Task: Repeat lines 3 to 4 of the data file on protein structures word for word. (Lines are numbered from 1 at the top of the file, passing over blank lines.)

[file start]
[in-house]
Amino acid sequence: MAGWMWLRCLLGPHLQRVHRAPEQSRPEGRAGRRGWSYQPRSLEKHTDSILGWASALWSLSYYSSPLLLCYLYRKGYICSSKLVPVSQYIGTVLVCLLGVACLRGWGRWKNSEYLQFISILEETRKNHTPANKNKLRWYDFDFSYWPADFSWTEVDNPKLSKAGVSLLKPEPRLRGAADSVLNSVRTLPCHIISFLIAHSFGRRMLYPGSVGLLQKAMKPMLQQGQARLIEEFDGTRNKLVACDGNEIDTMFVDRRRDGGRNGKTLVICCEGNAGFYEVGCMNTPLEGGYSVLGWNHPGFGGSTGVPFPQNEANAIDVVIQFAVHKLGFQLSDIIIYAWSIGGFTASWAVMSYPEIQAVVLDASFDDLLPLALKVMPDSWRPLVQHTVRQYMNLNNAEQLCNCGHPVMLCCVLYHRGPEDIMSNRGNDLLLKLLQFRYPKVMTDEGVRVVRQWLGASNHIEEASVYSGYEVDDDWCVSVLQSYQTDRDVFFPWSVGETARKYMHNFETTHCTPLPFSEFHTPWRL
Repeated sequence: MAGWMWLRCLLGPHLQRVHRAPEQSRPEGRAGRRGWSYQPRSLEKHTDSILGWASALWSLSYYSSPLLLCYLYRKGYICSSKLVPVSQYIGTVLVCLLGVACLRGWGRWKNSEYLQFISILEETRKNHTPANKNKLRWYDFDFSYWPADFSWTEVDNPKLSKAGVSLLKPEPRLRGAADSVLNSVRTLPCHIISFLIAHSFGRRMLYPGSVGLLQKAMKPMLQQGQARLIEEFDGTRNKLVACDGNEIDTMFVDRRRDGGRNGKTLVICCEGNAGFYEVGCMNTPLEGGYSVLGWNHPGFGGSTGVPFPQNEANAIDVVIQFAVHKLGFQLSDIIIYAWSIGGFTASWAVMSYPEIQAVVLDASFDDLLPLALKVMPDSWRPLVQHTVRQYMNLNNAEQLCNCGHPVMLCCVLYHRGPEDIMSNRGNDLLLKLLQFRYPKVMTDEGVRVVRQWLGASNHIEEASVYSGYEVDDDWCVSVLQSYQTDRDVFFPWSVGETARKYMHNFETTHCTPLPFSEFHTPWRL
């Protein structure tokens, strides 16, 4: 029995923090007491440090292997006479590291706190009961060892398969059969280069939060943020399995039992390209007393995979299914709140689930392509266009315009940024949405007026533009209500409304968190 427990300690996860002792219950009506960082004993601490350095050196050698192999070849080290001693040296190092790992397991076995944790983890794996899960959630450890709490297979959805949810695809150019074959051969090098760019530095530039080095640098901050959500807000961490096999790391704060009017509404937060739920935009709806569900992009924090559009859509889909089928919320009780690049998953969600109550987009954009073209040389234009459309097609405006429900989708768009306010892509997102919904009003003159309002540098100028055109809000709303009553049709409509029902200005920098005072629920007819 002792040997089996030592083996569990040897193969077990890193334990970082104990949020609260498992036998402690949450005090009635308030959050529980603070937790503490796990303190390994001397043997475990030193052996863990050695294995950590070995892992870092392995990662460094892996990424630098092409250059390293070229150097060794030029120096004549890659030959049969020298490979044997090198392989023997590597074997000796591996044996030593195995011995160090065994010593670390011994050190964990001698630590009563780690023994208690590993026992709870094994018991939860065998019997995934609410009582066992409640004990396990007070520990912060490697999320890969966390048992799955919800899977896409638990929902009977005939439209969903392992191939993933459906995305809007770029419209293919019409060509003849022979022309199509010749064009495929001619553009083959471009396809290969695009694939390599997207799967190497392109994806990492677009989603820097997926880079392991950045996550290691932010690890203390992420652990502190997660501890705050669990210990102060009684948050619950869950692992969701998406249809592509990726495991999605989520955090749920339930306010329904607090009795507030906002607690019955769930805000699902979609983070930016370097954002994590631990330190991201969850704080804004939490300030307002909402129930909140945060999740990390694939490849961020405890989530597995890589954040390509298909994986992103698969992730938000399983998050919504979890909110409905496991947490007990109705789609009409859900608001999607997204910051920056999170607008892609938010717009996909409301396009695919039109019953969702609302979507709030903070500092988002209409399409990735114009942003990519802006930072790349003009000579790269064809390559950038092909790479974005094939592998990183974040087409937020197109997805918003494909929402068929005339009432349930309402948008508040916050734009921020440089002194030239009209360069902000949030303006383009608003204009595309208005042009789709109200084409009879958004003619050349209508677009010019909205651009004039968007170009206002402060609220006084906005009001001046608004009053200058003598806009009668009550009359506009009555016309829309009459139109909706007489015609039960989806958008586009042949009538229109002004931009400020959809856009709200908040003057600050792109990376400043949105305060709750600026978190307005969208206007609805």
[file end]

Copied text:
Repeated sequence: MAGWMWLRCLLGPHLQRVHRAPEQSRPEGRAGRRGWSYQPRSLEKHTDSILGWASALWSLSYYSSPLLLCYLYRKGYICSSKLVPVSQYIGTVLVCLLGVACLRGWGRWKNSEYLQFISILEETRKNHTPANKNKLRWYDFDFSYWPADFSWTEVDNPKLSKAGVSLLKPEPRLRGAADSVLNSVRTLPCHIISFLIAHSFGRRMLYPGSVGLLQKAMKPMLQQGQARLIEEFDGTRNKLVACDGNEIDTMFVDRRRDGGRNGKTLVICCEGNAGFYEVGCMNTPLEGGYSVLGWNHPGFGGSTGVPFPQNEANAIDVVIQFAVHKLGFQLSDIIIYAWSIGGFTASWAVMSYPEIQAVVLDASFDDLLPLALKVMPDSWRPLVQHTVRQYMNLNNAEQLCNCGHPVMLCCVLYHRGPEDIMSNRGNDLLLKLLQFRYPKVMTDEGVRVVRQWLGASNHIEEASVYSGYEVDDDWCVSVLQSYQTDRDVFFPWSVGETARKYMHNFETTHCTPLPFSEFHTPWRL
């Protein structure tokens, strides 16, 4: 029995923090007491440090292997006479590291706190009961060892398969059969280069939060943020399995039992390209007393995979299914709140689930392509266009315009940024949405007026533009209500409304968190 427990300690996860002792219950009506960082004993601490350095050196050698192999070849080290001693040296190092790992397991076995944790983890794996899960959630450890709490297979959805949810695809150019074959051969090098760019530095530039080095640098901050959500807000961490096999790391704060009017509404937060739920935009709806569900992009924090559009859509889909089928919320009780690049998953969600109550987009954009073209040389234009459309097609405006429900989708768009306010892509997102919904009003003159309002540098100028055109809000709303009553049709409509029902200005920098005072629920007819 002792040997089996030592083996569990040897193969077990890193334990970082104990949020609260498992036998402690949450005090009635308030959050529980603070937790503490796990303190390994001397043997475990030193052996863990050695294995950590070995892992870092392995990662460094892996990424630098092409250059390293070229150097060794030029120096004549890659030959049969020298490979044997090198392989023997590597074997000796591996044996030593195995011995160090065994010593670390011994050190964990001698630590009563780690023994208690590993026992709870094994018991939860065998019997995934609410009582066992409640004990396990007070520990912060490697999320890969966390048992799955919800899977896409638990929902009977005939439209969903392992191939993933459906995305809007770029419209293919019409060509003849022979022309199509010749064009495929001619553009083959471009396809290969695009694939390599997207799967190497392109994806990492677009989603820097997926880079392991950045996550290691932010690890203390992420652990502190997660501890705050669990210990102060009684948050619950869950692992969701998406249809592509990726495991999605989520955090749920339930306010329904607090009795507030906002607690019955769930805000699902979609983070930016370097954002994590631990330190991201969850704080804004939490300030307002909402129930909140945060999740990390694939490849961020405890989530597995890589954040390509298909994986992103698969992730938000399983998050919504979890909110409905496991947490007990109705789609009409859900608001999607997204910051920056999170607008892609938010717009996909409301396009695919039109019953969702609302979507709030903070500092988002209409399409990735114009942003990519802006930072790349003009000579790269064809390559950038092909790479974005094939592998990183974040087409937020197109997805918003494909929402068929005339009432349930309402948008508040916050734009921020440089002194030239009209360069902000949030303006383009608003204009595309208005042009789709109200084409009879958004003619050349209508677009010019909205651009004039968007170009206002402060609220006084906005009001001046608004009053200058003598806009009668009550009359506009009555016309829309009459139109909706007489015609039960989806958008586009042949009538229109002004931009400020959809856009709200908040003057600050792109990376400043949105305060709750600026978190307005969208206007609805």